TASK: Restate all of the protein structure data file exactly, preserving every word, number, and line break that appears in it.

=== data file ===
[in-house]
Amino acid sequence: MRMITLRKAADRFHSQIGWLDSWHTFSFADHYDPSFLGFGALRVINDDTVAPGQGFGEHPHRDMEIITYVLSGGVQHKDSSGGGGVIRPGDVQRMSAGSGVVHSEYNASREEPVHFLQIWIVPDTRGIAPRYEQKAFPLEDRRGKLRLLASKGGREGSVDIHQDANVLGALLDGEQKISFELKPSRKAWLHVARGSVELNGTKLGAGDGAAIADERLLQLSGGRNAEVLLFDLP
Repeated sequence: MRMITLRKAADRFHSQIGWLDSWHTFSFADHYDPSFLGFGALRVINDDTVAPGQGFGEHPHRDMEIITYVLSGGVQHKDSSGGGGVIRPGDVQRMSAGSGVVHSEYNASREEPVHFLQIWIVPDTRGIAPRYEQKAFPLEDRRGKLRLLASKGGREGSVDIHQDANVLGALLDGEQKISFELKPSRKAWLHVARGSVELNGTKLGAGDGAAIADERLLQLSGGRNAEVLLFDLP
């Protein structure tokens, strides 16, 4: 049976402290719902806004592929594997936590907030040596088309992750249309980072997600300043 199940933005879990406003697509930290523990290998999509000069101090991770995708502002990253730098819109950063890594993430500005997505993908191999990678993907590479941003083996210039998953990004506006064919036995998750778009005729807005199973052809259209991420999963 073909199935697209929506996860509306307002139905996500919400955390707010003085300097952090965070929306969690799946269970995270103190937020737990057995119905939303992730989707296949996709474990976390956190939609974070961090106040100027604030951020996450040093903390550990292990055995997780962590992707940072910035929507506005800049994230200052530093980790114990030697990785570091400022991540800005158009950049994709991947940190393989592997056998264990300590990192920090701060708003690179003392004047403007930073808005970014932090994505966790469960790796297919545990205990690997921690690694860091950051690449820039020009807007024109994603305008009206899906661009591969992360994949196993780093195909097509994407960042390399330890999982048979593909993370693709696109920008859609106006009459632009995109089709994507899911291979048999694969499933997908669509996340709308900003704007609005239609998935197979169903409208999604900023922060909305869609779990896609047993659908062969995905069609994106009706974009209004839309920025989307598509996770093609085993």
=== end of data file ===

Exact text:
[in-house]
Amino acid sequence: MRMITLRKAADRFHSQIGWLDSWHTFSFADHYDPSFLGFGALRVINDDTVAPGQGFGEHPHRDMEIITYVLSGGVQHKDSSGGGGVIRPGDVQRMSAGSGVVHSEYNASREEPVHFLQIWIVPDTRGIAPRYEQKAFPLEDRRGKLRLLASKGGREGSVDIHQDANVLGALLDGEQKISFELKPSRKAWLHVARGSVELNGTKLGAGDGAAIADERLLQLSGGRNAEVLLFDLP
Repeated sequence: MRMITLRKAADRFHSQIGWLDSWHTFSFADHYDPSFLGFGALRVINDDTVAPGQGFGEHPHRDMEIITYVLSGGVQHKDSSGGGGVIRPGDVQRMSAGSGVVHSEYNASREEPVHFLQIWIVPDTRGIAPRYEQKAFPLEDRRGKLRLLASKGGREGSVDIHQDANVLGALLDGEQKISFELKPSRKAWLHVARGSVELNGTKLGAGDGAAIADERLLQLSGGRNAEVLLFDLP
């Protein structure tokens, strides 16, 4: 049976402290719902806004592929594997936590907030040596088309992750249309980072997600300043 199940933005879990406003697509930290523990290998999509000069101090991770995708502002990253730098819109950063890594993430500005997505993908191999990678993907590479941003083996210039998953990004506006064919036995998750778009005729807005199973052809259209991420999963 073909199935697209929506996860509306307002139905996500919400955390707010003085300097952090965070929306969690799946269970995270103190937020737990057995119905939303992730989707296949996709474990976390956190939609974070961090106040100027604030951020996450040093903390550990292990055995997780962590992707940072910035929507506005800049994230200052530093980790114990030697990785570091400022991540800005158009950049994709991947940190393989592997056998264990300590990192920090701060708003690179003392004047403007930073808005970014932090994505966790469960790796297919545990205990690997921690690694860091950051690449820039020009807007024109994603305008009206899906661009591969992360994949196993780093195909097509994407960042390399330890999982048979593909993370693709696109920008859609106006009459632009995109089709994507899911291979048999694969499933997908669509996340709308900003704007609005239609998935197979169903409208999604900023922060909305869609779990896609047993659908062969995905069609994106009706974009209004839309920025989307598509996770093609085993």